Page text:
Executive Director, Vyda Ng, shared, “The CUC is very pleased with this change in policy. It is one of the recommendations made to the Canada Revenue Agency in 2015. The guidance seems to provide clear guidelines for charities to engage in public policy activities. The CUC will be consulting with other charities for their views”.
Join a roundtable discussion on Monday, March 11, 7:30 pm ET to provide your thoughts. The CUC will submit feedback prior to the April 23rd deadline.
Canada Without Poverty Case
On Friday, February 1, the federal government withdrew its appeal of the 2018 court ruling in Canada Without Poverty case. That ruling struck down limits on charities’ non-partisan political activities as unconstitutional; recent changes to the Income Tax Act, including the elimination of the category of “political activities” effectively implemented the judgment that voids the section of the Income Tax Act limiting the political activities of charities. (Source: Imagine Canada)
UU Hysterical Society Celebrates “Inherent Mirth and Dignity”
The Unitarian Universalist Hysterical Society began, fittingly, as a joke. In 2015, Saskatoon Unitarian Liz James and some friends saw that the Lucy Stone Housing Co-op, a Unitarian cohousing community, was seeking new occupants and decided to submit some fake applications using the names of famous dead UUs. The applications needed a common fake email address, and so the name “UU Hysterical Society” was coined.
That could have been the end of it, but James found she missed the opportunity for humour the prank had provided. So she created a Facebook group to share content that would be particularly funny to UU’s, a group that has since grown to include over 10,000 members.
“Funny is important”, writes James in the tongue-in-cheek guidelines posted on the society’s website. “It nurtures a sense of identity and culture, it nourishes hope, it creates connection and joy”.
Indeed, most of the 10 or so posts per day members contribute to the group fulfill these objectives by being relatively uncontroversial. What James finds most rewarding about being the group’s moderator is the jokes that go sideways and the conversations they often spark.
“When there’s a joke that some people think is funny, and other people point out an angle that no one had thought of, then we need to sort of wrestle through walking that line between being funny and edgy and also keeping in mind who all might be reading things and through what lenses”, she says. “And having that conversation is one I find really interesting”.
One such conversation arose with a Halloween post of a cartoon featuring trick-or-treaters badgering a woman handing out candy about whether it’s organic, gluten-free, and gender-neutral. While many society members found the woman’s perplexed reaction amusing, someone pointed out the cartoon could be painful to those who aren’t cisgendered, something James realized then but hadn’t appreciated initially.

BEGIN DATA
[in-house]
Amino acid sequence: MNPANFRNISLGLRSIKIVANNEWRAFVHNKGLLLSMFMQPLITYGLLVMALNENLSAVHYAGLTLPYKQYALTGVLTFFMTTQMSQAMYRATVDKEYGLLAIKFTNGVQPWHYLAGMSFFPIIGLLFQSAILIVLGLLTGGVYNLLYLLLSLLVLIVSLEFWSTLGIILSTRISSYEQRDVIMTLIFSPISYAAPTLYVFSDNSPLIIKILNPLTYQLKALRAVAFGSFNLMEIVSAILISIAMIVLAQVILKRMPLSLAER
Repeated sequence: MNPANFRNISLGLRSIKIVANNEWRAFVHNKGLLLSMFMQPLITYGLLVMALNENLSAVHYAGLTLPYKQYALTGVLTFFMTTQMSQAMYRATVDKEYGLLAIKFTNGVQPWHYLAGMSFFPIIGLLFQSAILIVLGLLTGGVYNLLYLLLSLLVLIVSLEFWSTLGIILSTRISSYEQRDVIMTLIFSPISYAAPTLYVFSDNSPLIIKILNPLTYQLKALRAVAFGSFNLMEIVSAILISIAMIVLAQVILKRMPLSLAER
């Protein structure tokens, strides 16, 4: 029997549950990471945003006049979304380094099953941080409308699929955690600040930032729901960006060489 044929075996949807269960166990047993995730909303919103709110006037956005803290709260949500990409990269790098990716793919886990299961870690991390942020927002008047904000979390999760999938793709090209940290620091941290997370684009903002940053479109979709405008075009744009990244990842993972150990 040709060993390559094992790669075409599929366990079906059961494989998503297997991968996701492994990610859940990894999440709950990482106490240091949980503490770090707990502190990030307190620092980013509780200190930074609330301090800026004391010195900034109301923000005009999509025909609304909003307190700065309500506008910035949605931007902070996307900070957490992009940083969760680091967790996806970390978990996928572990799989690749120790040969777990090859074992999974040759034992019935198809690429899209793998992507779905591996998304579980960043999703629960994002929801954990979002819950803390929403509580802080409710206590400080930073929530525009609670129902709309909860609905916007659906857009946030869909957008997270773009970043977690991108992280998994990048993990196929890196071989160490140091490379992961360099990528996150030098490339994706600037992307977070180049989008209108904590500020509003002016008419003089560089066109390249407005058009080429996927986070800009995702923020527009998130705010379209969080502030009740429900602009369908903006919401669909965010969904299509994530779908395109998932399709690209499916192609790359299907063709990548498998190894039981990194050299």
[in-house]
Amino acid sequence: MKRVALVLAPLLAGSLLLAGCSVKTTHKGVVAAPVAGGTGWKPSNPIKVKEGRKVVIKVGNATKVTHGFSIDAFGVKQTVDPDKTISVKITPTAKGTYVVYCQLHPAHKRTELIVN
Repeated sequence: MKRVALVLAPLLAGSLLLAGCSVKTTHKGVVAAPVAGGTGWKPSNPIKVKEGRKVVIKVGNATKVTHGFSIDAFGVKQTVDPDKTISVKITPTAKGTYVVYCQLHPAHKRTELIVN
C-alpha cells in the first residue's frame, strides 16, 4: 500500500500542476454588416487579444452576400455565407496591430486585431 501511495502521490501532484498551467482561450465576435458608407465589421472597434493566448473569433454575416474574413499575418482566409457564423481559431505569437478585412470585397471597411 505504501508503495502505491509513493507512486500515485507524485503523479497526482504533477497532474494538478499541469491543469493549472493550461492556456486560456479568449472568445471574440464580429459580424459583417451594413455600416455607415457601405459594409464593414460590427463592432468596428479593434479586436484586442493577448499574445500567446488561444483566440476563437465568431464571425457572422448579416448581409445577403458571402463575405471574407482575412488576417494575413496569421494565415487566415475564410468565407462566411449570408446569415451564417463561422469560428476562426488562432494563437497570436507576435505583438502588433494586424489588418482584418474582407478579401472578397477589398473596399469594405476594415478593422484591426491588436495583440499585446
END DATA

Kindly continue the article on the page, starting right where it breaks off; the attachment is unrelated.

As the guidelines would suggest, however, James doesn’t take any of this too seriously, although she heeds the UU principle affirming compassion in human relations (“if someone is hurt by a thing and asks me to take it down, I’m likely gonna”, she states). For those more concerned about free speech, she suggests they consult “the entire rest of the Internet”.
But if anyone is interested in inviting someone to partake in “a free and responsible search for lube and condoms”, they can find these and other sentiments emblazoned on the UU-themed Valentine’s cards available in the society’s online shop.
UU United Nations Spring Seminar
The UU United Nations Office Spring Seminar takes place from April 11 – 13 in New York (read the listing below under International Events). The seminar brings together people of all ages who are passionate about, and committed to, justice and international human rights.
The 2019 theme is “Equity in Action: Gender in an Intersecting World.” This intergenerational seminar offers opportunities to collaborate with others while learning how to be a global activist. Through workshops, peer and expert-led panel discussions, community building activities, and worship services, participants undergo a transformative process of learning, reflection, and growth as we explore some of the most challenging issues facing humanity today.
Traditionally, Canadian participants have made up a third of the seminar’s participants. A large portion of these is youth. We’d like to encourage youth and youth advisors to consider attending. The experience of being in New York (just across from the UN Plaza!) engaging in conversation, making new connections, and participating in global actions is an unforgettable and mind-altering experience. To help you plan, this primer was prepared by Tony Turner, who lead youth groups on the journey and put that experience into solid advice.
The CUC’s Executive Director, Vyda Ng, will be a speaker on the panel exploring gender and race. Check the UU-UNO Spring Seminar page for registration details.
Announcement: Pilot to Change CanUUdle Age Range in 2019
After discussion and consultation with religious educators, ministers, youth advisors, parents and youth, the Canadian Unitarian Council has decided to change the age range for 2019’s CanUUdle from 14-20 to 13-19. CanUUdle is our annual, national youth conference that takes place every May long weekend. This event is an important part of our youth programming, providing spiritual development and leadership opportunities for Unitarian youth and adults, and creating friendships across the country.